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Alvin Langdon Coburn / New York Public Library via Wikimedia Commons // Public Domain
Alvin Langdon Coburn / New York Public Library via Wikimedia Commons // Public Domain

One of the World’s First Audio Books Discovered in Canada

Alvin Langdon Coburn / New York Public Library via Wikimedia Commons // Public Domain
Alvin Langdon Coburn / New York Public Library via Wikimedia Commons // Public Domain

A recording of one of the world’s earliest audiobooks has been discovered by a collector in Canada, according to the Los Angeles Times. The 1935 recording of an audio version of the novella “Typhoon” by Joseph Conrad was the world’s first audiobook of a long literary work, though a Bible recording and one of an Agatha Christie mystery novel had already been released.

Conrad's “Typhoon,” released in 1902 (he's pictured in 1915 in the image above), was part of the first wave of audiobooks, then designed for blind literature fans rather than today’s road trippers. Before that time, audio recordings of literature was mostly limited to short works like poetry. The four LPs of the book were discovered by a Canadian collector who contacted a teacher at Queen Mary University of London, Matthew Rubery, whose book The Untold Story of the Talking Book was just released.

The UK’s Royal National Institute of Blind People started making its “Talking Books” in 1935 as a service to blind veterans of World War I. The institution already produced braille books, started a braille magazine in 1871—it’s still published today—and created an Arabic braille code and a dictionary of braille contractions over the subsequent few decades. Though the organization now has digital downloads of books, it’s extremely rare to find one of the original vinyl recordings.

[h/t Los Angeles Times]

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A Limited Edition, Handwritten Manuscript of The Great Gatsby Can Be Yours for $249
SP Books
SP Books

Fans of F. Scott Fitzgerald’s classic The Great Gatsby need to put this on their holiday wish list: The French manuscript publisher SP Books is releasing a deluxe, limited-edition version of Fitzgerald’s handwritten Gatsby manuscript.

A handwritten manuscript of 'The Great Gatsby' open to a page
SP Books

The 328-page, large-format edition is cloth-bound and features an ornamental, iron-gilded cover. The facsimile of Fitzgerald’s original manuscript shows how the author reworked, rewrote, and otherwise altered the book throughout his writing process, changing character’s names (Nick was named “Dud” at one point), cutting down scenes, and moving around where certain information was introduced to the plot, like where the reader finds out how Gatsby became wealthy, which in the original manuscript wasn’t revealed until the end of the book. For Fitzgerald superfans, it's also signed.

A page of the handwritten manuscript with a pen on it
SP Books

The publisher is only selling 1800 copies of the manuscript, so if you’re a lover of literary history, you’d better act fast.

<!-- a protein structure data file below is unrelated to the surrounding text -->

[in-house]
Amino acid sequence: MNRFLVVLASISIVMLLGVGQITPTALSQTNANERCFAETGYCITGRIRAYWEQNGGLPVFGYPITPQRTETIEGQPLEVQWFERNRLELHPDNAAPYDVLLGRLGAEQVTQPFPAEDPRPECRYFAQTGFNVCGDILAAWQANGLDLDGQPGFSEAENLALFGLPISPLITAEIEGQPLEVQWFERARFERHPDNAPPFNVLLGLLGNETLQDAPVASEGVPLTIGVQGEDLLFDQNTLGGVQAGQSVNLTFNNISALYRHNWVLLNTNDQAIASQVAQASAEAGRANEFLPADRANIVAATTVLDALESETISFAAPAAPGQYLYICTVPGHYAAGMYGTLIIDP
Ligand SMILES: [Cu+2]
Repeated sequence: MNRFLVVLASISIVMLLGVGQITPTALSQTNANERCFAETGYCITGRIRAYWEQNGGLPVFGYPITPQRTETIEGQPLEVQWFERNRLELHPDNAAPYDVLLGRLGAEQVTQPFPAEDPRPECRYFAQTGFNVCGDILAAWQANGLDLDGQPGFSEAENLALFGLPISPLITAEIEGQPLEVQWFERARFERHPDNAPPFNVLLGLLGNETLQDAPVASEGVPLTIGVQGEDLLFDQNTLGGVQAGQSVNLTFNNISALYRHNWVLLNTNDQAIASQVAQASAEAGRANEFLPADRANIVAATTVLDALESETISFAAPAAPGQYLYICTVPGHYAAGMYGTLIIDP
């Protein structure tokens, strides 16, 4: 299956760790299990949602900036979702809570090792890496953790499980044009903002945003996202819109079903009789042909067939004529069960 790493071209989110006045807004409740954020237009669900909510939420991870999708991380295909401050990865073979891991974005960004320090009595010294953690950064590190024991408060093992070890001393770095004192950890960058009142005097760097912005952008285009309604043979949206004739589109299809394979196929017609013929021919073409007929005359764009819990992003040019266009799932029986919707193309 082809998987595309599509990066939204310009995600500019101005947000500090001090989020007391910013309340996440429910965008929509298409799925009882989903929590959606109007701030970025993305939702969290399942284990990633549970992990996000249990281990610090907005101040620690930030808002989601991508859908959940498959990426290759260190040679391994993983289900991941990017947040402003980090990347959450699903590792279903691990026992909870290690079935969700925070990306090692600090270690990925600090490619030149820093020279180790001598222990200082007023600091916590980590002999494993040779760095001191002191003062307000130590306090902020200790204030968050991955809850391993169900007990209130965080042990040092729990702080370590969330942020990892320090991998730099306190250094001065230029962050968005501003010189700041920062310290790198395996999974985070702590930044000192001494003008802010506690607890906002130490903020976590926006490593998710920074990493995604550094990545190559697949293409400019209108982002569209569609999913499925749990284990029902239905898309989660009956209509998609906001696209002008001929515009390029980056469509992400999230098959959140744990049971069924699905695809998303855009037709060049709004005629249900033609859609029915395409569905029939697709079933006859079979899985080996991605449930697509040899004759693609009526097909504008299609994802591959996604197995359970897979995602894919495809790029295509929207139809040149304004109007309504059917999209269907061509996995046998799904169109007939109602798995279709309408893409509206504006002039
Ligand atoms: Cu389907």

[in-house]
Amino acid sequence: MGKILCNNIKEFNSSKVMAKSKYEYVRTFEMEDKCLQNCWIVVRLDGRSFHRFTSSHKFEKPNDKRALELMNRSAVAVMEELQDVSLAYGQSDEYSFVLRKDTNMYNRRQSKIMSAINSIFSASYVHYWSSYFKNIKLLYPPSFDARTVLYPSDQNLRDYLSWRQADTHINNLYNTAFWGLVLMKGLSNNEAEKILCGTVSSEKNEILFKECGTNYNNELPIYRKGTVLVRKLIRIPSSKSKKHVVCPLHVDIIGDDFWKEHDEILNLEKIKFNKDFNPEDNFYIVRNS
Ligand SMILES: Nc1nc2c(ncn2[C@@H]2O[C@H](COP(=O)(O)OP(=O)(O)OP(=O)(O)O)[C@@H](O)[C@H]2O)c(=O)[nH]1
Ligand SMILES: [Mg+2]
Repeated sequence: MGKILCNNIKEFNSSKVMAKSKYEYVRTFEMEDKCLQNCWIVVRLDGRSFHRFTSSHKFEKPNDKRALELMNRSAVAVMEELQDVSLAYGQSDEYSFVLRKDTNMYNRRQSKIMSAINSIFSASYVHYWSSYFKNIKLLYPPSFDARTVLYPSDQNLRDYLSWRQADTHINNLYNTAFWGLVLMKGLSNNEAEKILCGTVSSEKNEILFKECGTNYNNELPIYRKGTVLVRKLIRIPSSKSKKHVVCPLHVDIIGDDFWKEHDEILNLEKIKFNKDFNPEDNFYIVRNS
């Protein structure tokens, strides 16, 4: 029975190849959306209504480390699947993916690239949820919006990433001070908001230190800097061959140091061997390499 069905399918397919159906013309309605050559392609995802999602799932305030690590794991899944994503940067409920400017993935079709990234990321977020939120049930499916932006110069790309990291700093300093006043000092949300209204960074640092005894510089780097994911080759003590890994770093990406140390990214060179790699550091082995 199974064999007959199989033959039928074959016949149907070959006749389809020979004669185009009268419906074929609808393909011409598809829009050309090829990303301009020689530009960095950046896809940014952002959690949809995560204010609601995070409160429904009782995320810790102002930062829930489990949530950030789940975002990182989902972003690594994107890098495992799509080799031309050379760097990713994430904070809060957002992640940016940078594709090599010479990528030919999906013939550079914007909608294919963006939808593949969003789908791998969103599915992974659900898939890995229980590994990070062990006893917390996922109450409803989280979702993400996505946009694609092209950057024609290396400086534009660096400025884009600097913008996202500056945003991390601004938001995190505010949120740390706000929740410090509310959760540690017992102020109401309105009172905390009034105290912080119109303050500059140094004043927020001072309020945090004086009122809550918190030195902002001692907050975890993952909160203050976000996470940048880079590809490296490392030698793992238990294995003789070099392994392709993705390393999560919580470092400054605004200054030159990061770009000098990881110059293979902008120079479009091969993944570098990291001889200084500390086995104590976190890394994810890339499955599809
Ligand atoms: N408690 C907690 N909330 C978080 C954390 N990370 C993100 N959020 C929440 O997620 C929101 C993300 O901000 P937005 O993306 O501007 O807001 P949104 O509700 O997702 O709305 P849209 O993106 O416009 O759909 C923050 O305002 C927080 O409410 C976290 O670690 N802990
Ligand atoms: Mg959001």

It’s available from SP Books for $249.

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Pop Culture
An AI Program Wrote Harry Potter Fan Fiction—and the Results Are Hilarious
Andreas Rentz/Getty Images
Andreas Rentz/Getty Images

“The castle ground snarled with a wave of magically magnified wind.”

So begins the 13th chapter of the latest Harry Potter installment, a text called Harry Potter and the Portrait of What Looked Like a Large Pile of Ash. OK, so it’s not a J.K. Rowling original—it was written by artificial intelligence. As The Verge explains, the computer-science whizzes at Botnik Studios created this three-page work of fan fiction after training an algorithm on the text of all seven Harry Potter books.

The short chapter was made with the help of a predictive text algorithm designed to churn out phrases similar in style and content to what you’d find in one of the Harry Potter novels it "read." The story isn’t totally nonsensical, though. Twenty human editors chose which AI-generated suggestions to put into the chapter, wrangling the predictive text into a linear(ish) tale.

While magnified wind doesn’t seem so crazy for the Harry Potter universe, the text immediately takes a turn for the absurd after that first sentence. Ron starts doing a “frenzied tap dance,” and then he eats Hermione’s family. And that’s just on the first page. Harry and his friends spy on Death Eaters and tussle with Voldemort—all very spot-on Rowling plot points—but then Harry dips Hermione in hot sauce, and “several long pumpkins” fall out of Professor McGonagall.

Some parts are far more simplistic than Rowling would write them, but aren’t exactly wrong with regards to the Harry Potter universe. Like: “Magic: it was something Harry Potter thought was very good.” Indeed he does!

It ends with another bit of prose that’s not exactly Rowling’s style, but it’s certainly an accurate analysis of the main current that runs throughout all the Harry Potter books. It reads: “‘I’m Harry Potter,’ Harry began yelling. ‘The dark arts better be worried, oh boy!’”

Harry Potter isn’t the only work of fiction that Jamie Brew—a former head writer for ClickHole and the creator of Botnik’s predictive keyboard—and other Botnik writers have turned their attention to. Botnik has previously created AI-generated scripts for TV shows like The X-Files and Scrubs, among other ridiculous machine-written parodies.

To delve into all the magical fiction that Botnik users have dreamed up, follow the studio on Twitter.

[h/t The Verge]

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